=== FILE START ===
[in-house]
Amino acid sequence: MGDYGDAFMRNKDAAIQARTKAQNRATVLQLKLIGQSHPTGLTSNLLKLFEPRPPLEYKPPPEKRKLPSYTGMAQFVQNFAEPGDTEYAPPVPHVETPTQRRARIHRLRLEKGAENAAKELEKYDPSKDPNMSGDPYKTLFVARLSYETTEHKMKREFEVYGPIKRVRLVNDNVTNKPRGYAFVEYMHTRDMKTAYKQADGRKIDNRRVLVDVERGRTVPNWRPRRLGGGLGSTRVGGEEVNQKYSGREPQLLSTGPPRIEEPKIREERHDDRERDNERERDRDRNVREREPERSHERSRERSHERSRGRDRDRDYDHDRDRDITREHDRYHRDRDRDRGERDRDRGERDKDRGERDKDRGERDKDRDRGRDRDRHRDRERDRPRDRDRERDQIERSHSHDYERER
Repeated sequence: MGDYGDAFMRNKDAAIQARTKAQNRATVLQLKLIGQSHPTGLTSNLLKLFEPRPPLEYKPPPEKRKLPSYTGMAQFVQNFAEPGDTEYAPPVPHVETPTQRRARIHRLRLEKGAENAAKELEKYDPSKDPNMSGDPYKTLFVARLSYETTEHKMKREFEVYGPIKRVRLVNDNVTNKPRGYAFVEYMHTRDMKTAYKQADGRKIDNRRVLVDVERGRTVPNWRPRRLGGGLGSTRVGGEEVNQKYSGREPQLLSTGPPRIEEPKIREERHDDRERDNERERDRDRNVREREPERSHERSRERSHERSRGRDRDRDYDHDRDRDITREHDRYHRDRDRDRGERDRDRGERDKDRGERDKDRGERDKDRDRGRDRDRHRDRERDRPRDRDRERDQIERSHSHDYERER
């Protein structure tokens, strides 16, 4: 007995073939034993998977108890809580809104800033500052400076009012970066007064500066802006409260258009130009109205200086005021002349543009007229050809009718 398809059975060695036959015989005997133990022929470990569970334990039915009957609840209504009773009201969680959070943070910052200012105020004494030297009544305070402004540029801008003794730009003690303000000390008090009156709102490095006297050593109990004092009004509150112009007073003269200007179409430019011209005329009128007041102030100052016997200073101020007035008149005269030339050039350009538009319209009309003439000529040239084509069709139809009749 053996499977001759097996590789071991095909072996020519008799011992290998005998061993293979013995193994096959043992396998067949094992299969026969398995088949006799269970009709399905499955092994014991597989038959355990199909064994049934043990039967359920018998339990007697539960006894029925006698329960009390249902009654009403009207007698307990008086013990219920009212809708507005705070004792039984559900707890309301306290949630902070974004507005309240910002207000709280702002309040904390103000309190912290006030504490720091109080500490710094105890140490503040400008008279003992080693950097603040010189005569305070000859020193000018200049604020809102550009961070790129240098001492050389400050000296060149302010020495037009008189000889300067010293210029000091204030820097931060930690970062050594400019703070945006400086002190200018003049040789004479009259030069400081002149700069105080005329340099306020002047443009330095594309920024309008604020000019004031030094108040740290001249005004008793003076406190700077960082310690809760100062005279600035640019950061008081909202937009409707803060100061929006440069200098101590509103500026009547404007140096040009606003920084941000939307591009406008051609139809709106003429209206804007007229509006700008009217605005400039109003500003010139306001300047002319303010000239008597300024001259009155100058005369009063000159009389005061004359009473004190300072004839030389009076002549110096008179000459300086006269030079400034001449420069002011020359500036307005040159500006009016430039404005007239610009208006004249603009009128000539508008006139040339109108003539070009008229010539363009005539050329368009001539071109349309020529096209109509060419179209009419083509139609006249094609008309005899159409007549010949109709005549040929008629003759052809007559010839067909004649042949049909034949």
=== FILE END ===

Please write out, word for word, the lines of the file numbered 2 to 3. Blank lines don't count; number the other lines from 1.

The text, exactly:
Amino acid sequence: MGDYGDAFMRNKDAAIQARTKAQNRATVLQLKLIGQSHPTGLTSNLLKLFEPRPPLEYKPPPEKRKLPSYTGMAQFVQNFAEPGDTEYAPPVPHVETPTQRRARIHRLRLEKGAENAAKELEKYDPSKDPNMSGDPYKTLFVARLSYETTEHKMKREFEVYGPIKRVRLVNDNVTNKPRGYAFVEYMHTRDMKTAYKQADGRKIDNRRVLVDVERGRTVPNWRPRRLGGGLGSTRVGGEEVNQKYSGREPQLLSTGPPRIEEPKIREERHDDRERDNERERDRDRNVREREPERSHERSRERSHERSRGRDRDRDYDHDRDRDITREHDRYHRDRDRDRGERDRDRGERDKDRGERDKDRGERDKDRDRGRDRDRHRDRERDRPRDRDRERDQIERSHSHDYERER
Repeated sequence: MGDYGDAFMRNKDAAIQARTKAQNRATVLQLKLIGQSHPTGLTSNLLKLFEPRPPLEYKPPPEKRKLPSYTGMAQFVQNFAEPGDTEYAPPVPHVETPTQRRARIHRLRLEKGAENAAKELEKYDPSKDPNMSGDPYKTLFVARLSYETTEHKMKREFEVYGPIKRVRLVNDNVTNKPRGYAFVEYMHTRDMKTAYKQADGRKIDNRRVLVDVERGRTVPNWRPRRLGGGLGSTRVGGEEVNQKYSGREPQLLSTGPPRIEEPKIREERHDDRERDNERERDRDRNVREREPERSHERSRERSHERSRGRDRDRDYDHDRDRDITREHDRYHRDRDRDRGERDRDRGERDKDRGERDKDRGERDKDRDRGRDRDRHRDRERDRPRDRDRERDQIERSHSHDYERER